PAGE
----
We then applied the developed methods to modify and functionalise the disulfide bonds of insulin as well as various antibody fragments (see Scheme 2) and full antibodies.
figure 1
Scheme 2: Efficient modification of an antibody fragment (ds-scFv) via maleimide-based disulfide bridging
 
In most cases our new conjugation method was found to be fast, high yielding, selective and site-specific. Moreover we were able to show in collaboration with groups from the Cancer Institute, UCL ISMB, the London Centre of Nanotechnology and MRCT that the synthesised bioconjugates were active, stable and displayed the desired functionalities in a wide range of biochemical and biophysical assays. Here I was able to learn many new techniques and the ease with which it was possible to work with people or equipment from other research groups is in my opinion one of the great strengths of the interdisciplinary program, facilitated by the friendly climate at UCL and the structure of the participating institutions.
In conclusion I was able to develop and prove the efficiency of the envisaged bioconjugation technology during my PhD. Therefore I am very pleased to see various aspects of my work continued by other brilliant PhD students and postdoctoral researches.
 
thiologistics
As the successful development of our new bioconjugation platform enabled us to prepare a number of biologicals with apparent implications for therapeutic and diagnostic use, the commercial aspect of my PhD project soon was realised. With support from UCL Business Dr Baker and our long term collaborators on this project, Prof Stephen Caddick and Dr Mark Smith (UCL Chemistry), had already filed a number of patents when I started to work with maleimides. These, together with two more patent applications based on my research, created the basis for the foundation of ‘Thiologics’ (http://www.thiologics.com), a spin-off company from UCL aiming at the commercialisation of the next generation maleimide platform with a focus on the synthesis of superior antibody-drug conjugates. This opportunity to experience the translation of academic research towards business goals has shown me that I would like to pursue a career in industrial sectors related to my PhD research.
 

Publications and patent applications

*Cox MB, Riggs DL, Hessling M, Schumacher F, Buchner J, Smith DF. 2007. FK506-binding protein 52 phosphorylation: a potential mechanism for regulating steroid hormone receptor activity. Mol Endocrinol 21(12):2956-2967.

Smith ME, Schumacher FF, Ryan CP, Tedaldi LM, Papaioannou D, Waksman G, Caddick S, Baker JR. 2010. Protein modification, bioconjugation, and disulfide bridging using bromomaleimides. J Am Chem Soc 132(6):1960-1965.

Schumacher FF, Nobles M, Ryan CP, Smith ME, Tinker A, Caddick S, Baker JR. 2011. In situ maleimide bridging of disulfides and a new approach to protein PEGylation. Bioconjug Chem 22(2):132-136.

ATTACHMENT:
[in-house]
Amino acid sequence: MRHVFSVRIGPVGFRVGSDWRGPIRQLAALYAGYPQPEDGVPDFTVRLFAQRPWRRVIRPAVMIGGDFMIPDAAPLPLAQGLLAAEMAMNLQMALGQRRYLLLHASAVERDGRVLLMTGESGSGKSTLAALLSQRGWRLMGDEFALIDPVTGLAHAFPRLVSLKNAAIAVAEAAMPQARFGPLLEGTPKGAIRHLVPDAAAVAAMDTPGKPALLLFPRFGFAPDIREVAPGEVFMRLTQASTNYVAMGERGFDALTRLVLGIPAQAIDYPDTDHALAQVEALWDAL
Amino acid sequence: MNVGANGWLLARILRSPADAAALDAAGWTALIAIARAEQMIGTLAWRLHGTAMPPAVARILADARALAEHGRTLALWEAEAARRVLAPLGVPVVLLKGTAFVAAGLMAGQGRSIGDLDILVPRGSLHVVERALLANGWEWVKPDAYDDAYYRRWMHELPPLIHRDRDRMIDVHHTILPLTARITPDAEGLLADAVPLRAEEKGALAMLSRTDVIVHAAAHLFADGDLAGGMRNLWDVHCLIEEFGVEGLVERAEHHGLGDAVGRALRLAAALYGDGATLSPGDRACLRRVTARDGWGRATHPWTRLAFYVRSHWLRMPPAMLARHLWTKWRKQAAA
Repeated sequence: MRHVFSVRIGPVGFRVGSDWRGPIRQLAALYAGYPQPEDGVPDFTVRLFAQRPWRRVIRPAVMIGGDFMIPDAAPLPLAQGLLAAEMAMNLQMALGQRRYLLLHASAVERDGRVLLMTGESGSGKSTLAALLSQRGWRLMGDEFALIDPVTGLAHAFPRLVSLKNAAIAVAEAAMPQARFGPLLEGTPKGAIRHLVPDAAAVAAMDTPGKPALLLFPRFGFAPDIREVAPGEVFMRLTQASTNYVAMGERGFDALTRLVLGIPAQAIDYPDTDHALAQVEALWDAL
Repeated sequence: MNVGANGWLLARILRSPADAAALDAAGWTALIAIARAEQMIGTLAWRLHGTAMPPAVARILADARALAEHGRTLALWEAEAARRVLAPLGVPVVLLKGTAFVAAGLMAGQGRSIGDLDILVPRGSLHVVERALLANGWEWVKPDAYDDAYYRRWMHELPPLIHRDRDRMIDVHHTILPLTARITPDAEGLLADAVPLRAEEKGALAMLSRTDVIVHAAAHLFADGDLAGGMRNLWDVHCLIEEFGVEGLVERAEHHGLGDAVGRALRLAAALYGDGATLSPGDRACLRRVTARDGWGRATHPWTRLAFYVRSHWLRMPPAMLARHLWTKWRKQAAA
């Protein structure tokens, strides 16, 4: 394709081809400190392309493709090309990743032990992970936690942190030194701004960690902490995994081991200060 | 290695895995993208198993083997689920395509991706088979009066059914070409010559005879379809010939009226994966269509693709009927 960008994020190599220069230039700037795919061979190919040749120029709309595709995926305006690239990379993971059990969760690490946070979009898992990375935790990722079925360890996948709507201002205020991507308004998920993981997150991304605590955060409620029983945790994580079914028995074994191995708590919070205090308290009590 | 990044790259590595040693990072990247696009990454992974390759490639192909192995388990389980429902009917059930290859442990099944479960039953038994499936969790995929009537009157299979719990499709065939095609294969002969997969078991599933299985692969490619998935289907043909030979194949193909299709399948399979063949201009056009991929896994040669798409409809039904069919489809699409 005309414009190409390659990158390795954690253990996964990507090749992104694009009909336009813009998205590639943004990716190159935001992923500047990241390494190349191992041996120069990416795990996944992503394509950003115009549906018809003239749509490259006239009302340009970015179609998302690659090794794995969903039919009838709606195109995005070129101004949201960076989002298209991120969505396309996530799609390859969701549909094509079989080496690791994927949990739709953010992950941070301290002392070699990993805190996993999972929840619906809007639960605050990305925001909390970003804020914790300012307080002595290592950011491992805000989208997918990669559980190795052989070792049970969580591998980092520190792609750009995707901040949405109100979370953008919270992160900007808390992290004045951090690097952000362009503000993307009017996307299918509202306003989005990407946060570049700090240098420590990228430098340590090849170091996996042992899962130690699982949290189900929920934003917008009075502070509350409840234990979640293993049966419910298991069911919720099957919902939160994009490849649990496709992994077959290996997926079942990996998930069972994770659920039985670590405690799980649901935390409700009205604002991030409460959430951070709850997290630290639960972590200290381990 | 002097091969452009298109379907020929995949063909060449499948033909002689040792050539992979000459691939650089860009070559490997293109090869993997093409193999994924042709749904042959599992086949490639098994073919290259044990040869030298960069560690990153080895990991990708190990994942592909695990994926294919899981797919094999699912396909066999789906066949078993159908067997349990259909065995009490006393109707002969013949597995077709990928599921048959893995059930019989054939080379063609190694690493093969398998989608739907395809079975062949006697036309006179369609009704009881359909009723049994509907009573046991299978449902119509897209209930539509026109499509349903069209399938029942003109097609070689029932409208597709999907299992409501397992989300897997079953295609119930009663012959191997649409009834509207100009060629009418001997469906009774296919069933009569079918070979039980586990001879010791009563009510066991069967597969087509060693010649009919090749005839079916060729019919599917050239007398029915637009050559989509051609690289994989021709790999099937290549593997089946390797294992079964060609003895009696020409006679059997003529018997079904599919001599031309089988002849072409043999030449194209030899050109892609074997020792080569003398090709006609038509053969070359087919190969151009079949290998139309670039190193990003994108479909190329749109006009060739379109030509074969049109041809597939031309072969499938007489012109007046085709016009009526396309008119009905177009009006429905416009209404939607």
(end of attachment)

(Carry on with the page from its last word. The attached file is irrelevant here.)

Chudasama V, Smith ME, Schumacher FF, Papaioannou D, Waksman G, Baker JR, Caddick S. 2011. Bromopyridazinedione-mediated protein and peptide bioconjugation. Chem Commun (Camb) 47(31):8781-8783.

*Nan R, Farabella I, Schumacher FF, Miller A, Gor J, Martin AC, Jones DT, Lengyel I, Perkins SJ. 2011. Zinc binding to the tyr402 and his402 allotypes of complement factor h: possible implications for age-related macular degeneration. J Mol Biol 408(4):714-735.

*Mutze K, Langer R, Schumacher F, Becker K, Ott K, Novotny A, Hapfelmeier A, Hofler H, Keller G. 2011. DNA methyltransferase 1 as a predictive biomarker and potential therapeutic target for chemotherapy in gastric cancer. Eur J Cancer.

Ryan CP, Smith ME, Schumacher FF, Grohmann D, Papaioannou D, Waksman G, Werner F, Baker JR, Caddick S. 2011. Tunable reagents for multi-functional bioconjugation: reversible or permanent chemical modification of proteins and peptides by control of maleimide hydrolysis. Chem Commun (Camb) 47(19):5452-5454.

Jones MW, Strickland RA, Schumacher FF, Caddick S, Baker JR, Gibson MI, Haddleton DM. 2012. Highly efficient disulfide bridging polymers for bioconjugates from radical-compatible dithiophenol maleimides. Chem Commun (Camb) 48(34):4064-4066.

Baker JR, Schumacher FF, Smith ME, Caddick S; 2012. Chemical modification of antibodies by selective bridging of accessible disulfide bonds.

Jones MW, Strickland RA, Schumacher FF, Caddick S, Baker JR, Gibson MI, Haddleton DM. 2012. Polymeric dibromomaleimides as extremely efficient disulfide bridging bioconjugation and pegylation agents. J Am Chem Soc 134(3):1847-1852.

Felix F. Schumacher, Vishal A. Sanchania, Berend Tolner, Zoë V. F. Wright, Chris P. Ryan, Mark E. B. Smith, John M. Ward, Stephen Caddick, Christopher W. M. Kay, Gabriel Aeppli, Kerry A. Chester & James R. Baker. 2013. Homogeneous antibody fragment conjugation by disulfide bridging introduces ‘spinostics’. Scientific Reports 3, Article number: 1525. doi:10.1038/srep01525

*these publications are not from my PhD project